When you tune in to your breath, you can bring your body into a relaxed, peaceful state very quickly. Slow, conscious breathing calms the nervous system. This brings you out of the ‘flight or fight’ response, and into the ‘relaxation response’ very quickly. You let go of tension in the body, bring clarity to the mind, and soothes frazzled emotions. The ‘5 Minute Breath‘ that I offer in my free course is all you need to give yourself a mental and physical reboot.
When you can connect to your breath, you can increase your awareness of the thoughts you are experiencing. You can alter the impact those thoughts are having on your mind.
Awareness of the emotions is the second stage of the Four Fold Awareness.
Your emotions have a direct impact on the body. Think about the way you hold your body when you are feeling confident, compared to when you are feeling insecure. The emotions affect everything about how we show up in the world. When you are feeling good, you have more energy, more focus, you are more likely to smile, and walk with confidence and certainty. The opposite is true for when you are feeling down.
Beyond this, the emotions impact on your physical wellbeing. Stress affects sleep, appetite, focus, libido, energy, respiration, muscle tension and more. It can cause problems such as hair loss, obesity, asthma, pain and digestive disorders. Long term, stress can lead to (or contribute to) serious health complications such as heart disease, stroke and even cancer.
Learning to recognise and process your emotions, instead of ignoring them and ‘numbing’ them can help you avoid much of this negative impact of stress on the body.
You might not be able to change the circumstances you find yourself in that are causing you stress. But you can look at how you respond to it, and find healthy tools to learn to process it.
But first you have to learn to recognise it. Learn to recognise the signs of stress in the mind and body. Pay attention to your emotions. Writing is a powerful tool for doing this. When you write, you often find your subconscious brings up thoughts and emotions your conscious brain suppresses.
Connecting to your breath is another very valuable tool for doing this. In the stillness you create when you sit with your breath, you can process your emotions and let them pass through you instead of holding them in.
I wrote this blog post, ‘Soothing the emotions with the breath‘, after a 30 minute ‘quiet sitting’ session. This stillness prompted a stream of consciousness writing session. The breathing and writing together helped me heal and process a great deal of stuck emotion.
Our emotions are not to be feared. Pain and suffering are inevitable in life. We do ourselves no favours when we don’t allow the pain to come. When we suppress it, fight it or numb it, it doesn’t go away. It simply sits within, growing and festering, and will toxify the rest of our life. When we face our pain head on, sit with it, allow it to be, and work through it, we can grow and heal. This leads to greater happiness and physical and mental health in the long term.
Our emotions come from the thoughts we think. This is the 3rd stage of the Four Fold Awareness.
We experience so many thoughts every day. Most of them are totally unconscious. The brain processes what it sees around us, and filters the information and thoughts we need to focus on in order to live.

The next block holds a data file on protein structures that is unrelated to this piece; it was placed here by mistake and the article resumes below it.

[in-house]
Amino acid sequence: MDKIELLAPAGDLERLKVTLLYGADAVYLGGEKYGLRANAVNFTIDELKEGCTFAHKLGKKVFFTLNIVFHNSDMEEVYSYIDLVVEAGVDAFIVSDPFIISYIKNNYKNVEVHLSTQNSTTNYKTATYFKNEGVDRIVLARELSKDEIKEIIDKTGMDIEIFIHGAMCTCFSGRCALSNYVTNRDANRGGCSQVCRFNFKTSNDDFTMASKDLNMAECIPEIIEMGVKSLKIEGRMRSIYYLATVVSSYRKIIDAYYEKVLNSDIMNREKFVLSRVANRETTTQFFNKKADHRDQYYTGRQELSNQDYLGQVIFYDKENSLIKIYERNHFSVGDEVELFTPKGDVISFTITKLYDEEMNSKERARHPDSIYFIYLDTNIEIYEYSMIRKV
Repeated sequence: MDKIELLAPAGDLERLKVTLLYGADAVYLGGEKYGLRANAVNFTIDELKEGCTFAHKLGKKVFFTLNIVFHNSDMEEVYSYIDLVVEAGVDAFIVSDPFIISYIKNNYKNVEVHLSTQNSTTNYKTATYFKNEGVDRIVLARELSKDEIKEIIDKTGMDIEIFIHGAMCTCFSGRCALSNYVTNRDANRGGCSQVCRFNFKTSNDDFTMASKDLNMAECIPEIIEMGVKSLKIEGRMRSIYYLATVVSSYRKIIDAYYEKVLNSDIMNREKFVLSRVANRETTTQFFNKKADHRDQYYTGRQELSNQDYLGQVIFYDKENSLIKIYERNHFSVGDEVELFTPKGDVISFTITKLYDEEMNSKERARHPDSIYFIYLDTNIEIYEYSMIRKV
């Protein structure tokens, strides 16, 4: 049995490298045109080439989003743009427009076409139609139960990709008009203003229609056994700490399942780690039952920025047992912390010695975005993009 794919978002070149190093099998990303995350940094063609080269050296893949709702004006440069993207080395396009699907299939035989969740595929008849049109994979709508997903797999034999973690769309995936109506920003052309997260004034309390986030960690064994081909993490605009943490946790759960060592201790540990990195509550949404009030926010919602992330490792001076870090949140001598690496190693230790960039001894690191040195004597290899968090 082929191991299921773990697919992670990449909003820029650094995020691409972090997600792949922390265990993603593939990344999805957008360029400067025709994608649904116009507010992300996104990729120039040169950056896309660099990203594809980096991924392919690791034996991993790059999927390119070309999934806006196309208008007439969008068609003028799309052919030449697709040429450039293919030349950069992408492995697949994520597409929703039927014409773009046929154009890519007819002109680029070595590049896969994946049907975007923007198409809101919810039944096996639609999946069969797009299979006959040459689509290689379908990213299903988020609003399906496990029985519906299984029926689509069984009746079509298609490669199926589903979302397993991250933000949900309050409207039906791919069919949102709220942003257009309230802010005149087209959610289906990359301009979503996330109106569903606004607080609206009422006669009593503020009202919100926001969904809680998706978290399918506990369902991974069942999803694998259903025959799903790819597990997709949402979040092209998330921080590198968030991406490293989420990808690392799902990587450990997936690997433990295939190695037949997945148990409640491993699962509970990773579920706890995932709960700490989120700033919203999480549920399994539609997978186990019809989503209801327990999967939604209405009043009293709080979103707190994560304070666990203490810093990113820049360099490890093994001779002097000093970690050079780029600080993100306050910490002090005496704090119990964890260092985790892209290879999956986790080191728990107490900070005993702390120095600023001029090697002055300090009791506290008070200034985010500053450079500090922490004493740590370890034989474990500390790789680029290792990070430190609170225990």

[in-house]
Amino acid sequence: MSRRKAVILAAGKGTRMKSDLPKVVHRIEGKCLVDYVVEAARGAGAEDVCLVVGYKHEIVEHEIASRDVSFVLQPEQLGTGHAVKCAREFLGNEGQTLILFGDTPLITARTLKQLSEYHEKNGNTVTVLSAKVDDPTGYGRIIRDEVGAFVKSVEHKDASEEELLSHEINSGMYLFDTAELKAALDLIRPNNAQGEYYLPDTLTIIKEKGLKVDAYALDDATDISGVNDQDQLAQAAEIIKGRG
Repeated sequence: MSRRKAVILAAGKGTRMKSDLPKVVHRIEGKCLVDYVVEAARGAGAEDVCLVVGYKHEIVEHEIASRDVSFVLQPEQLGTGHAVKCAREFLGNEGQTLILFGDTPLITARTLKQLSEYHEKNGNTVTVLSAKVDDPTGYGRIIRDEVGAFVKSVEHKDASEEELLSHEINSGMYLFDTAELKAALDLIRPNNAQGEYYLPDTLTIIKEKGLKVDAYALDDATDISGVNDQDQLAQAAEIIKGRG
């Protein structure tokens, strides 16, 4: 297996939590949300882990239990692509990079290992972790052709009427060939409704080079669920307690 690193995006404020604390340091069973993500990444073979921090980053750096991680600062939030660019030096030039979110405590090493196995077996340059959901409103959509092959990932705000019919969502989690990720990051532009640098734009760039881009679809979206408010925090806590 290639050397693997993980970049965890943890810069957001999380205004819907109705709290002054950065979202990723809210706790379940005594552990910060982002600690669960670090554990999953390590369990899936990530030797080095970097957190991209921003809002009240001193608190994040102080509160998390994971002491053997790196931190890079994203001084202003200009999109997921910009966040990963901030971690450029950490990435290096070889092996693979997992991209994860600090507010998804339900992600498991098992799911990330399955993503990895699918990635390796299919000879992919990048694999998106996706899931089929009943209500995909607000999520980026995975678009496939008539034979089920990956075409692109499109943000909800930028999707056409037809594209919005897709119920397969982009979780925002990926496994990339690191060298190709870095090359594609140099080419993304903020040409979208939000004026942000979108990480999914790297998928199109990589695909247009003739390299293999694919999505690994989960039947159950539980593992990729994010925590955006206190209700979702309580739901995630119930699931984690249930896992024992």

The thoughts you think affect how you feel about yourself and the world around you. Many of the thoughts that affect your world view have been conditioned into you from a young age. Many are fed into your mind without you even noticing by the media you consume either consciously or unconsciously. Newspaper headlines, for example, affect our perceptions without us even reading the articles.
Developing an awareness of what you think can transform how you see, and show up in the world. Becoming aware, for example, of unconscious bias in your speech and actions can change how you speak and act. Questioning long-held beliefs, such as religion, race, politics, can highlight that they are not your beliefs. Much of the time you see that they have been passed down to you by parents and other childhood influences.
The thoughts we choose to focus on impact how we feel and what we see.
If you always assume the worst in people, that is what you will see. If you think that you are a failure at everything, you will fail, or at least, you won’t recognise your success. Everything that humanity has ever created grew out of a thought. Your thoughts are important. They shape your reality.
Spending time exploring what you think, looking at the patterns of thinking you repeatedly engage in, and increasing your awareness of the impact your thoughts have on you is a huge work of personal growth and healing.
Again, writing and breathing are fantastic tools to help you to slow down your thoughts. When you slow them down, you can hear what you are really thinking.
When you start to recognise thought patterns that aren’t helpful, you can begin to change them. I will explore some of these tools in the posts to come in this series.
These three stages of awareness might seem, on the surface, to be simple. But in truth they take work and ongoing effort. It is so easy to slip back into unawareness at all 3 levels. Daily practice, careful attention and mindful living is required.
The fourth stage of Four Fold Awareness is the culmination of the first three, and is the Awareness of Awareness.
This is ‘Enlightenment’ , or Oneness… the true goal of Yoga. Many of us will not achieve this high level of awareness in this lifetime, and that is ok. This life is a journey, and if we make any effort to achieve any of the steps along the way, we will reap many benefits from it.
So don’t worry today about the ultimate goal. Life is never about achieving the goal, not really. It is about who you become on your quest to the goal. If you made it your life mission to deepen your awareness of your body, emotions and thoughts, you will grow, heal huge amounts of past pain and live a full and rich life. You will end your days with a deeper connection to yourself and to the world around you.
I don’t know about you, but I’d love to get there. Enlightenment would be lovely, but I’ll be happy to know that I am on a path of constant improvement and inner peace. This time of increased isolation is the perfect time to dive deep into yourself. A time to journey back to you.
You can begin your journey by joining me on the ‘5 Minute Breath‘ mini course. Over the course of 10 days I will share inspiration and encouragement to help you begin to create a daily practice of connecting to your breath. This is a wonderful practice to help you develop awareness of your body, emotions and breath, and create Space to Breathe in your day.
Find out more and start today here